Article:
Mission Field Realities

The Mission Field Becomes a Humbling Experience



Go Into All the World
So, you have heard the call of God to the mission field and decided to take the plunge. You take your first step off the plane and onto foreign soil. A humid, sticky breeze hits your face bringing with it the overpowering stench of the garbage-lined streets. You brush it off easily, floating on a cloud of exhilaration into the airport. The workers there tell you that your luggage is lost, and apathetically read you a scripted apology in poor English. Though a bit irritated, your 'positive attitude' buffer is still faring quite well and you drive happily toward your new adventure in an overcrowded taxi.

Two weeks later, after having suffered diarrhea and vomiting for most of your stay so far, you suddenly feel your first twinge of misgiving about your current situation. Immediately you are overcome by your sense of failure and you decide to fast and pray until your 'bad attitude' is reformed.

Many people start their work in missions with unrealistic expectations of themselves and the mission itself. Most travel to another country having an idea of what to expect, but falsely assume that because they have prepared for the experience, they will never feel down. Well, the harsh reality is that no matter how much of a 'glass half full' person you may be, there will come a time when you flat out want to throw in the towel and catch the first flight home. If you are thinking you would not/could not have such thoughts, you may be in for some surprises down the road, including a sense of failure.

During these kinds of experiences, we must humble ourselves before the Lord and realize that we are not as super-human as we thought. We don't have super-spiritual powers that render us immune to the things that wear away our 'buffer.' We all need the grace of God for those times when we would rather throw the malfunctioning laptop out the window, shout curse words at ants that found a way into the water filter, or break into tears of frustration because all the food in the fridge spoiled due to a power outage. (Yes, I am speaking from personal experience).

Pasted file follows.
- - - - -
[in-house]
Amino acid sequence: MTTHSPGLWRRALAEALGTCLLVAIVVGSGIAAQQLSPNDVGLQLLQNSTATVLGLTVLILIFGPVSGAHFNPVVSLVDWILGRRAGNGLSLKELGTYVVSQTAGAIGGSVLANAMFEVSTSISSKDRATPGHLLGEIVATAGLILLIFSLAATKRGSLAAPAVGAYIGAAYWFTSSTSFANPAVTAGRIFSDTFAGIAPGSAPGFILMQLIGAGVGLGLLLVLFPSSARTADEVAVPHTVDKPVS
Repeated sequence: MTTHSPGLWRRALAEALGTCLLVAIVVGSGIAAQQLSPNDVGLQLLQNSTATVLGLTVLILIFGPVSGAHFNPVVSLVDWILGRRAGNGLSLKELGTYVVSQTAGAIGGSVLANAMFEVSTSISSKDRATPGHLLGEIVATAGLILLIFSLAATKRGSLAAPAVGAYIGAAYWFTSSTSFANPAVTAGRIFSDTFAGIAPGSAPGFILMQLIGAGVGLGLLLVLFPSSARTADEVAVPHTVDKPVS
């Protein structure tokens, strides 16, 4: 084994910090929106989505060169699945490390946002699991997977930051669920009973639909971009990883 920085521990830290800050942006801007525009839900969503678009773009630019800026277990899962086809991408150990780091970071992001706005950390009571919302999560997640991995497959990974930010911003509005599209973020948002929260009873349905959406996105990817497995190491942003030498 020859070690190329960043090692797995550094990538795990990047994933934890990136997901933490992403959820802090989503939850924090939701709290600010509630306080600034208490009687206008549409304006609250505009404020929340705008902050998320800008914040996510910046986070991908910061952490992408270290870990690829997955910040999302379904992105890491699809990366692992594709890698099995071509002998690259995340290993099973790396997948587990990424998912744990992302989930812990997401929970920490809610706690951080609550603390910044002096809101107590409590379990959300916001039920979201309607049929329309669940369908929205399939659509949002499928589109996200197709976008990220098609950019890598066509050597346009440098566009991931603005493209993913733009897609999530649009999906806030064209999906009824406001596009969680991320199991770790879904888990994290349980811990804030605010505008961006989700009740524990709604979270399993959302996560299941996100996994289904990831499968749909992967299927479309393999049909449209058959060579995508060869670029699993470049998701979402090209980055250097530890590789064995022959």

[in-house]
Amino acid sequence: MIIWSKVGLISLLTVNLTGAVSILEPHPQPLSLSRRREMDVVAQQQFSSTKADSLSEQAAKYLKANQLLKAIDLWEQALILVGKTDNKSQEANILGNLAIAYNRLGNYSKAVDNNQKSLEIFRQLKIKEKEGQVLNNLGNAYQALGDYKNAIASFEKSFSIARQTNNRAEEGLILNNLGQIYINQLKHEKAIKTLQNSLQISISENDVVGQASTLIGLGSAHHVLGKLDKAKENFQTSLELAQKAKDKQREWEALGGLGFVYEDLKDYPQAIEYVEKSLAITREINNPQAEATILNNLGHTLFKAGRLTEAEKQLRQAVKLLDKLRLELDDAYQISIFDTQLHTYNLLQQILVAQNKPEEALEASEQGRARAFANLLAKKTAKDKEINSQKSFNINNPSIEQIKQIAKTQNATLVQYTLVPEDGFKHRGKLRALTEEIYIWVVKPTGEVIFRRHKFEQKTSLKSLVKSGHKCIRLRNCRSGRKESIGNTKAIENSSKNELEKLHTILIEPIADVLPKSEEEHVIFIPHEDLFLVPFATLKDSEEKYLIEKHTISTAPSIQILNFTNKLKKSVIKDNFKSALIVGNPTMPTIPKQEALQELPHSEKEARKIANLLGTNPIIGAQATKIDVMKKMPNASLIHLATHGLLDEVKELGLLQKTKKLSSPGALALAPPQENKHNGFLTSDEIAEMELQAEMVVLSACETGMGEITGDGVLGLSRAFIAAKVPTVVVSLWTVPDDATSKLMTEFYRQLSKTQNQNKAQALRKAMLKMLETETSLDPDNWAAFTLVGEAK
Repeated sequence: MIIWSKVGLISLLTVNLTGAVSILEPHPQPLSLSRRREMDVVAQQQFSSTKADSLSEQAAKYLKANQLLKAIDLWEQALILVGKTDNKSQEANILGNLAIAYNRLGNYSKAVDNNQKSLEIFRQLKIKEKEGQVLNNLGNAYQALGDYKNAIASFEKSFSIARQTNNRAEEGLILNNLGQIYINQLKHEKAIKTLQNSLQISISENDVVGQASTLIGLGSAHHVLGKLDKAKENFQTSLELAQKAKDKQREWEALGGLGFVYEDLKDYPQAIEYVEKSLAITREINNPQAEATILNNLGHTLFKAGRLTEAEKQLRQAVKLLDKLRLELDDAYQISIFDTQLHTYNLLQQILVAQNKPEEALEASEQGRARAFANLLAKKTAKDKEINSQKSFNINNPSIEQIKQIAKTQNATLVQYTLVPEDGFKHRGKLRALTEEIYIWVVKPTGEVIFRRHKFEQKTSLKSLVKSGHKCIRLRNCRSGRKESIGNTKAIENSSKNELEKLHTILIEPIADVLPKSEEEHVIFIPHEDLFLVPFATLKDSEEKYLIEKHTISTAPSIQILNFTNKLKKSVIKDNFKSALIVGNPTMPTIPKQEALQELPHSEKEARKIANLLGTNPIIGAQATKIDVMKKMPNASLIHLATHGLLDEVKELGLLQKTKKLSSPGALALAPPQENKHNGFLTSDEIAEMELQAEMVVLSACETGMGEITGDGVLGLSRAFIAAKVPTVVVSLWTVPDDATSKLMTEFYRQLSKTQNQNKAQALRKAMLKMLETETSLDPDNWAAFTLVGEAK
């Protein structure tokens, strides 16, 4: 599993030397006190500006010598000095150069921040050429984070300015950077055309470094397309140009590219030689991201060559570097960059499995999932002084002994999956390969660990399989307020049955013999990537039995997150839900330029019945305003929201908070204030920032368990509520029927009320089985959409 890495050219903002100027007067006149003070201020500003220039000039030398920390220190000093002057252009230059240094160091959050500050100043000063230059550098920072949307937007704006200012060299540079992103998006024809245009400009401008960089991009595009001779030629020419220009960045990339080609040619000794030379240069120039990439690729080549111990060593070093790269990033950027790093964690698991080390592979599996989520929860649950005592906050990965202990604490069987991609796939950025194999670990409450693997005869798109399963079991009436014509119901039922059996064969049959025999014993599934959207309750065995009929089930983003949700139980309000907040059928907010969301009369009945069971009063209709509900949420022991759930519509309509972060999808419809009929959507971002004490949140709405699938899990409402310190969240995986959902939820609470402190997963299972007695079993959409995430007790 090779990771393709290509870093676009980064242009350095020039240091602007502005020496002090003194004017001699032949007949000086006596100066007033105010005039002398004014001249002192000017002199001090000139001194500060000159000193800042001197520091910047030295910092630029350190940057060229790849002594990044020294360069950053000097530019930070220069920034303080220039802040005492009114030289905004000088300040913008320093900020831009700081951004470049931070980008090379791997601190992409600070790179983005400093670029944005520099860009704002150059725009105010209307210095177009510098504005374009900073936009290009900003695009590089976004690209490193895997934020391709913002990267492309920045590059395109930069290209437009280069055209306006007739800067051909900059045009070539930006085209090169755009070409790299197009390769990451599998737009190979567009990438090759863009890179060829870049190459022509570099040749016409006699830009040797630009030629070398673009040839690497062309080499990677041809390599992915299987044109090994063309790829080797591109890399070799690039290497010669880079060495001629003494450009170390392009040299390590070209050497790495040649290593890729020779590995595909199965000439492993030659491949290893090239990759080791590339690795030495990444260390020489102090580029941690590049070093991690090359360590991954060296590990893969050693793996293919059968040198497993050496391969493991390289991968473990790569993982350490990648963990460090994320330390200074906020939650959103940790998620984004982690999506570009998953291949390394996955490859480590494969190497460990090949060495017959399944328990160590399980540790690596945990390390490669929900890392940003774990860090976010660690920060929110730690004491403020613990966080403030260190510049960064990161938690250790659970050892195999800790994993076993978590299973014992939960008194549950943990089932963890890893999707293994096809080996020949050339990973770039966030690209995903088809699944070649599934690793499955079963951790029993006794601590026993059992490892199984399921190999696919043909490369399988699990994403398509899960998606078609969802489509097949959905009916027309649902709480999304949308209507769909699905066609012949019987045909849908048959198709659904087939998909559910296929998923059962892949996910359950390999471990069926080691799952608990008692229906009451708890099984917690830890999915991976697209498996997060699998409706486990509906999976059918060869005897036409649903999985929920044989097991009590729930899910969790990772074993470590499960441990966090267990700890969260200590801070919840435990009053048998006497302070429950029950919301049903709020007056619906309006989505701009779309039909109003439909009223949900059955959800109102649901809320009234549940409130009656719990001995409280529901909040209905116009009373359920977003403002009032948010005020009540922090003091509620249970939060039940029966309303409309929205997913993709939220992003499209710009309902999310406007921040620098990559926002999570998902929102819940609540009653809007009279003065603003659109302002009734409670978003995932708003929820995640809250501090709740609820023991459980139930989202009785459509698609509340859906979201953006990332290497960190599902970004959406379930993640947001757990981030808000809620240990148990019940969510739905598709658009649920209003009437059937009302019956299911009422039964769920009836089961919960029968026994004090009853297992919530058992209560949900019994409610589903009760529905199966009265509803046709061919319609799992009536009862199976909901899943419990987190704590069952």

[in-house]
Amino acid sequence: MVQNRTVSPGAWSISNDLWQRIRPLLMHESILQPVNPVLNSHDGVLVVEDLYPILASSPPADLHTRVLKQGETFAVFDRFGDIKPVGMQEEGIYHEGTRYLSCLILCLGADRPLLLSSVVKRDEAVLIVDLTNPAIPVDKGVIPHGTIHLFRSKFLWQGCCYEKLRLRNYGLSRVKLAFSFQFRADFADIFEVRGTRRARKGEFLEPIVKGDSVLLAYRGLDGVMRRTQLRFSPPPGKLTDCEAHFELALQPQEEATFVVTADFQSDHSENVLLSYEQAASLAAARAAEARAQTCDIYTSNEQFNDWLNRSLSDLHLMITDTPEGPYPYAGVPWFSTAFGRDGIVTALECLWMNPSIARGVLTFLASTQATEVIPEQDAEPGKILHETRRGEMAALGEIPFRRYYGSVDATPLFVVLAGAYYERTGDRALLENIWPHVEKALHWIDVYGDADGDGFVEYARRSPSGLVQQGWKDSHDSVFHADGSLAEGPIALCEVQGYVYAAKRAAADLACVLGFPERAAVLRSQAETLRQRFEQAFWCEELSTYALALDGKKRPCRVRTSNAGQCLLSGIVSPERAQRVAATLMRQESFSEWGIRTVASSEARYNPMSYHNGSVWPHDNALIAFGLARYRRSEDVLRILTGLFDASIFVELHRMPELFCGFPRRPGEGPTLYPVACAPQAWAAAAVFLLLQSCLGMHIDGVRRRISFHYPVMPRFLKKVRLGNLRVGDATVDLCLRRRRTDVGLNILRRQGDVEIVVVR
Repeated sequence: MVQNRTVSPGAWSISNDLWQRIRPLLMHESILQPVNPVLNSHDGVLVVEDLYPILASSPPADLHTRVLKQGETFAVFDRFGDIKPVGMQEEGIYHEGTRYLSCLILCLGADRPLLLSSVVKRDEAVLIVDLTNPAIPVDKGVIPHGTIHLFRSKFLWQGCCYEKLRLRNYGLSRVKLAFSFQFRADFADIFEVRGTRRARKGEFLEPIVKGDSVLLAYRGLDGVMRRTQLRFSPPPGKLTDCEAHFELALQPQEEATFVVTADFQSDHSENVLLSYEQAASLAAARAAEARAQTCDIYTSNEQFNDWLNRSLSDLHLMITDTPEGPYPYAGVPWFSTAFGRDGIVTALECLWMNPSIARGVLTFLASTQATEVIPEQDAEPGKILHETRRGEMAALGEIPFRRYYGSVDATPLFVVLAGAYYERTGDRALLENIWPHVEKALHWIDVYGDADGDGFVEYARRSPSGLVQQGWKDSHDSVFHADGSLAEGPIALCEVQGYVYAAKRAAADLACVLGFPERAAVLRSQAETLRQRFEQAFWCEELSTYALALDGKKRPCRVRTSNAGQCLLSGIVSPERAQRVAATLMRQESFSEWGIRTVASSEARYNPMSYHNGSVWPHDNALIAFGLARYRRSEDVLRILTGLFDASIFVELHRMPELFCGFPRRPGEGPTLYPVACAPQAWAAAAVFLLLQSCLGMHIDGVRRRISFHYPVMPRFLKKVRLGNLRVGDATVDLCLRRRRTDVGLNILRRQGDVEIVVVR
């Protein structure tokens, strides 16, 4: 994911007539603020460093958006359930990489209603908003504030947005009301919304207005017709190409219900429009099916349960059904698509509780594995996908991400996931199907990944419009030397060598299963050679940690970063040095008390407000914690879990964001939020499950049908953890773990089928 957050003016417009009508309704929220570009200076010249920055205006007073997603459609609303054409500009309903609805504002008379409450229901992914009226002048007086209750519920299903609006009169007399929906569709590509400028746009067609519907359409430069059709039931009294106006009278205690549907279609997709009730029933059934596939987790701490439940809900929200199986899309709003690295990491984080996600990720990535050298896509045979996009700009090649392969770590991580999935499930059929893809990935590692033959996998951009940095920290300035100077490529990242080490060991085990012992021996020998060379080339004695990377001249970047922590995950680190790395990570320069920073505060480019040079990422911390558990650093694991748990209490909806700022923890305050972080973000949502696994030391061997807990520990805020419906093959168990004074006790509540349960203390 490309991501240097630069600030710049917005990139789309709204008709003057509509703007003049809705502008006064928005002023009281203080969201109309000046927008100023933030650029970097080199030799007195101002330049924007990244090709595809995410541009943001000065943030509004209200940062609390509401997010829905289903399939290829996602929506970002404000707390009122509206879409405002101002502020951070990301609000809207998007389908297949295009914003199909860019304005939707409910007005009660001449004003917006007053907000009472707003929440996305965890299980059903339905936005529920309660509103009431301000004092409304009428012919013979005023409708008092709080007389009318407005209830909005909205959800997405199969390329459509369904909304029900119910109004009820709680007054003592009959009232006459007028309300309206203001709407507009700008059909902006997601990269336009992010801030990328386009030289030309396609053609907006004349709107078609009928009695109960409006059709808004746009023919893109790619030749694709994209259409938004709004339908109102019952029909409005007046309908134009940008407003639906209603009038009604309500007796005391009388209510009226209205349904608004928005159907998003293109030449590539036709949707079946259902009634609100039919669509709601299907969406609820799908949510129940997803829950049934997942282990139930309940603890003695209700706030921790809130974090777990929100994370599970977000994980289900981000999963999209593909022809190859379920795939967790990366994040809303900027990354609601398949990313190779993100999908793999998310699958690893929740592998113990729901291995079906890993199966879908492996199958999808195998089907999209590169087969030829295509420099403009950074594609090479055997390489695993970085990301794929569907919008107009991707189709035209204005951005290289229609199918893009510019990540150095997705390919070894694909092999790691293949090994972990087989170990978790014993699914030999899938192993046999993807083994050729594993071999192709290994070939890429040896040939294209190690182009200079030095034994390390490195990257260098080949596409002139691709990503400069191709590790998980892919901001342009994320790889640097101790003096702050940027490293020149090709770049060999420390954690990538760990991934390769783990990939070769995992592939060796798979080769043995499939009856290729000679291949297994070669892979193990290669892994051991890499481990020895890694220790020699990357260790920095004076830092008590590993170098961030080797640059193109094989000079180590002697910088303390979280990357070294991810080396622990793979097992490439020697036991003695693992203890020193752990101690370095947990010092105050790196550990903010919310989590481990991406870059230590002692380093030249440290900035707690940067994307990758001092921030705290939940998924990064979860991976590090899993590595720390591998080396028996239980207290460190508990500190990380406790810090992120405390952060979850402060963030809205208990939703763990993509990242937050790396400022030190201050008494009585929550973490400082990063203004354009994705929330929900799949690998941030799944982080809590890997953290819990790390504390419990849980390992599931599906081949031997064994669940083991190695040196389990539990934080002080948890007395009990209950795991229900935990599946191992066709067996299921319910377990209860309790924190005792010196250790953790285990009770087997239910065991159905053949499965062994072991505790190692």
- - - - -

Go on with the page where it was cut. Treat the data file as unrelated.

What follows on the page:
As much as we would like to avoid these times, I have found that God does some of His best work within us during these trials. We are humble and open to Him. We realize that apart from His grace, we are helpless to do any good for others, let alone ourselves, . Cast your cares on Him, remember why you came, don't lose sight of the bigger picture, and get yourself a coconut smoothie (check for bugs and hairs before your first drink). You will be feeling chipper again in no time.

The following Tolerance Quiz will test your metal for mission work. How well would you handle:

  • Finding a hair in your soup
  • Finding a fly in your soup
  • Finding an indistinguishable animal organ in your soup
  • Water pressure that makes the camp shower seem like luxurious living
  • Discovering an ant colony developing inside your laptop that has been on the coffee table for three days
  • Toilets that are not toilets, but small ceramic covered holes in the ground
  • The smell of rotten fish and open sewage in a very large percentage of the city

I have experienced every one of the above scenarios. These are not occasional occurrences. This is daily life. If you didn't cringe in horror at each situation listed above, congratulations! You'll need fewer consolation coconut smoothies than I do.

Written by: Amber Martinez

TODAY'S SURVEY


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